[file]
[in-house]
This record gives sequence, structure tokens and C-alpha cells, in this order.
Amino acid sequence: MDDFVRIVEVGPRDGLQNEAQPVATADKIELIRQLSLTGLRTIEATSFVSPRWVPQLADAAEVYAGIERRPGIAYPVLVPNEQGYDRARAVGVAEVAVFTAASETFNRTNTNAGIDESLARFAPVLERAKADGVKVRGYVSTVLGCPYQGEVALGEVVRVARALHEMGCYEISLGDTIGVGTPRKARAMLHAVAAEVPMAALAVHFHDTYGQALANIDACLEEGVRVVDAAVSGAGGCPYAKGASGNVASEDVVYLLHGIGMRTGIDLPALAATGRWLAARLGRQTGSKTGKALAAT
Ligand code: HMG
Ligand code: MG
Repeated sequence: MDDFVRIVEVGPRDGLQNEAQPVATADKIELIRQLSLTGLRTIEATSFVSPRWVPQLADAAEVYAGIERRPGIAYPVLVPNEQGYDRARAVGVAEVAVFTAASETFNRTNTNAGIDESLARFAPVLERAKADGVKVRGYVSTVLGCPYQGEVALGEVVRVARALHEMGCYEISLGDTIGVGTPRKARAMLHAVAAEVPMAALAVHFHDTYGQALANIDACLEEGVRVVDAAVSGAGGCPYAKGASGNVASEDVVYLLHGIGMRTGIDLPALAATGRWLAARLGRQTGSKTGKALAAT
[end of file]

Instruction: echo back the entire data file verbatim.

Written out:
[in-house]
This record gives sequence, structure tokens and C-alpha cells, in this order.
Amino acid sequence: MDDFVRIVEVGPRDGLQNEAQPVATADKIELIRQLSLTGLRTIEATSFVSPRWVPQLADAAEVYAGIERRPGIAYPVLVPNEQGYDRARAVGVAEVAVFTAASETFNRTNTNAGIDESLARFAPVLERAKADGVKVRGYVSTVLGCPYQGEVALGEVVRVARALHEMGCYEISLGDTIGVGTPRKARAMLHAVAAEVPMAALAVHFHDTYGQALANIDACLEEGVRVVDAAVSGAGGCPYAKGASGNVASEDVVYLLHGIGMRTGIDLPALAATGRWLAARLGRQTGSKTGKALAAT
Ligand code: HMG
Ligand code: MG
Repeated sequence: MDDFVRIVEVGPRDGLQNEAQPVATADKIELIRQLSLTGLRTIEATSFVSPRWVPQLADAAEVYAGIERRPGIAYPVLVPNEQGYDRARAVGVAEVAVFTAASETFNRTNTNAGIDESLARFAPVLERAKADGVKVRGYVSTVLGCPYQGEVALGEVVRVARALHEMGCYEISLGDTIGVGTPRKARAMLHAVAAEVPMAALAVHFHDTYGQALANIDACLEEGVRVVDAAVSGAGGCPYAKGASGNVASEDVVYLLHGIGMRTGIDLPALAATGRWLAARLGRQTGSKTGKALAAT